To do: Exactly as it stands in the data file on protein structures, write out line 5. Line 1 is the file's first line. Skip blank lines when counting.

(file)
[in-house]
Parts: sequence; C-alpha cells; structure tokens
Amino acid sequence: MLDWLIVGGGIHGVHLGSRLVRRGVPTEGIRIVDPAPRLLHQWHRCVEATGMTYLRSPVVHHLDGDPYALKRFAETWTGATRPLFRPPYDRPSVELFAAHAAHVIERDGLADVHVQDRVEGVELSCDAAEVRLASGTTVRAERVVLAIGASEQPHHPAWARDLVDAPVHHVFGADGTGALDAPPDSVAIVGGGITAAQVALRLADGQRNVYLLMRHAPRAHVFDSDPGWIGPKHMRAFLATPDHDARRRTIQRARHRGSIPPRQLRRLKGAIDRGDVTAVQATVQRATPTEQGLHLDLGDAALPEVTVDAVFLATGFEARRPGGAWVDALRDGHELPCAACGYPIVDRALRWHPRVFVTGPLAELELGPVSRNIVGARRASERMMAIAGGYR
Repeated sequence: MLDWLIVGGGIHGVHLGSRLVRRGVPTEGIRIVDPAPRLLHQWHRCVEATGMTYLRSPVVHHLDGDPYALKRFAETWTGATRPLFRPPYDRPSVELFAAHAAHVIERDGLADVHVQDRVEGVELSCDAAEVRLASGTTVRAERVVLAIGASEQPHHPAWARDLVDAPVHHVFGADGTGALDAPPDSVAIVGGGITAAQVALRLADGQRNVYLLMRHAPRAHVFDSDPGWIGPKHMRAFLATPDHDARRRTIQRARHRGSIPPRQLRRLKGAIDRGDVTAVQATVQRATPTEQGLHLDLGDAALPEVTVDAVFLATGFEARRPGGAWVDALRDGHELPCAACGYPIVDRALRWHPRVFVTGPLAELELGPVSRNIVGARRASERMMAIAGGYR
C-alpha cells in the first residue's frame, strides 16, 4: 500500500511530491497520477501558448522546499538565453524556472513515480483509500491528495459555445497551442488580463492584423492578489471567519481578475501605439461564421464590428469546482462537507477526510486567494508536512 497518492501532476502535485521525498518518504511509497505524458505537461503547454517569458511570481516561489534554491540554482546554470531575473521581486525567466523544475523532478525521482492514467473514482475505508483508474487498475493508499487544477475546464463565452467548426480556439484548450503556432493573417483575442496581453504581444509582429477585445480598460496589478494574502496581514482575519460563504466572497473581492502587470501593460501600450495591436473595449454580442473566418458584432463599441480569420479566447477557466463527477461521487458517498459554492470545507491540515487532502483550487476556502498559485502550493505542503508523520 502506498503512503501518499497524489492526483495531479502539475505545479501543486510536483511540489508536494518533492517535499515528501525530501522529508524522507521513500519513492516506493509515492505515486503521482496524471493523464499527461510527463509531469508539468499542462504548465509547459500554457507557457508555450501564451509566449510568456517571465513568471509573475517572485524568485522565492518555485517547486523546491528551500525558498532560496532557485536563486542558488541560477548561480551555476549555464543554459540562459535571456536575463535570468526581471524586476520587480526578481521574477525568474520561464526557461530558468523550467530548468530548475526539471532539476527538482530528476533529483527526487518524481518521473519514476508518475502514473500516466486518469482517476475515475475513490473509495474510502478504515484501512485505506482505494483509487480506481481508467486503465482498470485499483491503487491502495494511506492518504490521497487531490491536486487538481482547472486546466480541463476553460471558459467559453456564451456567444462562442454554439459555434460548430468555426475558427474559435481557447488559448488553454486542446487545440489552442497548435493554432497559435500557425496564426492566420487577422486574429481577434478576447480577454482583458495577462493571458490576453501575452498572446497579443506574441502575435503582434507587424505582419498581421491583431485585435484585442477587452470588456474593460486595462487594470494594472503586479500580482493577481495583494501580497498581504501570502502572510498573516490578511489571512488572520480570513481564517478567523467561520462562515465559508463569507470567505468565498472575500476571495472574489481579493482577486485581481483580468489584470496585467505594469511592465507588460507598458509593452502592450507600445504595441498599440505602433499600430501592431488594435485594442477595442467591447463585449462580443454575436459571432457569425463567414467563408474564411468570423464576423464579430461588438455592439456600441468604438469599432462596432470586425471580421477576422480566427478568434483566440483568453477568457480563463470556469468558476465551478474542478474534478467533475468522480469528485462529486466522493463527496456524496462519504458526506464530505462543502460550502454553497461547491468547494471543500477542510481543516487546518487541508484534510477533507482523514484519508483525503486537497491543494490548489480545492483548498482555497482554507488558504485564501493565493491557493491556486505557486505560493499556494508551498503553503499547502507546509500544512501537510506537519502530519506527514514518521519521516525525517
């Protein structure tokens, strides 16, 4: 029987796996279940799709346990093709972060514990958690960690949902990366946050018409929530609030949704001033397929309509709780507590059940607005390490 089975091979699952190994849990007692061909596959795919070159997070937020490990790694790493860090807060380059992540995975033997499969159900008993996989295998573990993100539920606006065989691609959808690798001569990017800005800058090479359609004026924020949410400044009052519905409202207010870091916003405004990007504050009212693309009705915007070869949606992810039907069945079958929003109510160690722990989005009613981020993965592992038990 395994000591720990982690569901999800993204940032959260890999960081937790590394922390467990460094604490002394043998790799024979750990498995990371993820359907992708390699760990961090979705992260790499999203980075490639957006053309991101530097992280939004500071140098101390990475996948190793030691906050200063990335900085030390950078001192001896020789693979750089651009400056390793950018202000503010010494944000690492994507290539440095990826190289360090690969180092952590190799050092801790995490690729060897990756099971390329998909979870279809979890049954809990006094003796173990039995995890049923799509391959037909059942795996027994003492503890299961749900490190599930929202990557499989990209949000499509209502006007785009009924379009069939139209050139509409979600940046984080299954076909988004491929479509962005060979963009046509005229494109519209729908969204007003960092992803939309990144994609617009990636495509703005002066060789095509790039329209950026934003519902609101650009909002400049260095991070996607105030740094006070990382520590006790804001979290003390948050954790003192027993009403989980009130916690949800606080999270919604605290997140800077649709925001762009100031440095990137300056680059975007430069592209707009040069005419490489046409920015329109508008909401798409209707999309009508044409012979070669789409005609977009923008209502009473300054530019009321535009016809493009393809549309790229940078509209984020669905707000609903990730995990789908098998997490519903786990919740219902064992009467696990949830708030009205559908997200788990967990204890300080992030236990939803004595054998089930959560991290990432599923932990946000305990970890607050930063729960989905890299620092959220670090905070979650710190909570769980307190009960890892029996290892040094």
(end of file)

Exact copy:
C-alpha cells in the first residue's frame, strides 16, 4: 500500500511530491497520477501558448522546499538565453524556472513515480483509500491528495459555445497551442488580463492584423492578489471567519481578475501605439461564421464590428469546482462537507477526510486567494508536512 497518492501532476502535485521525498518518504511509497505524458505537461503547454517569458511570481516561489534554491540554482546554470531575473521581486525567466523544475523532478525521482492514467473514482475505508483508474487498475493508499487544477475546464463565452467548426480556439484548450503556432493573417483575442496581453504581444509582429477585445480598460496589478494574502496581514482575519460563504466572497473581492502587470501593460501600450495591436473595449454580442473566418458584432463599441480569420479566447477557466463527477461521487458517498459554492470545507491540515487532502483550487476556502498559485502550493505542503508523520 502506498503512503501518499497524489492526483495531479502539475505545479501543486510536483511540489508536494518533492517535499515528501525530501522529508524522507521513500519513492516506493509515492505515486503521482496524471493523464499527461510527463509531469508539468499542462504548465509547459500554457507557457508555450501564451509566449510568456517571465513568471509573475517572485524568485522565492518555485517547486523546491528551500525558498532560496532557485536563486542558488541560477548561480551555476549555464543554459540562459535571456536575463535570468526581471524586476520587480526578481521574477525568474520561464526557461530558468523550467530548468530548475526539471532539476527538482530528476533529483527526487518524481518521473519514476508518475502514473500516466486518469482517476475515475475513490473509495474510502478504515484501512485505506482505494483509487480506481481508467486503465482498470485499483491503487491502495494511506492518504490521497487531490491536486487538481482547472486546466480541463476553460471558459467559453456564451456567444462562442454554439459555434460548430468555426475558427474559435481557447488559448488553454486542446487545440489552442497548435493554432497559435500557425496564426492566420487577422486574429481577434478576447480577454482583458495577462493571458490576453501575452498572446497579443506574441502575435503582434507587424505582419498581421491583431485585435484585442477587452470588456474593460486595462487594470494594472503586479500580482493577481495583494501580497498581504501570502502572510498573516490578511489571512488572520480570513481564517478567523467561520462562515465559508463569507470567505468565498472575500476571495472574489481579493482577486485581481483580468489584470496585467505594469511592465507588460507598458509593452502592450507600445504595441498599440505602433499600430501592431488594435485594442477595442467591447463585449462580443454575436459571432457569425463567414467563408474564411468570423464576423464579430461588438455592439456600441468604438469599432462596432470586425471580421477576422480566427478568434483566440483568453477568457480563463470556469468558476465551478474542478474534478467533475468522480469528485462529486466522493463527496456524496462519504458526506464530505462543502460550502454553497461547491468547494471543500477542510481543516487546518487541508484534510477533507482523514484519508483525503486537497491543494490548489480545492483548498482555497482554507488558504485564501493565493491557493491556486505557486505560493499556494508551498503553503499547502507546509500544512501537510506537519502530519506527514514518521519521516525525517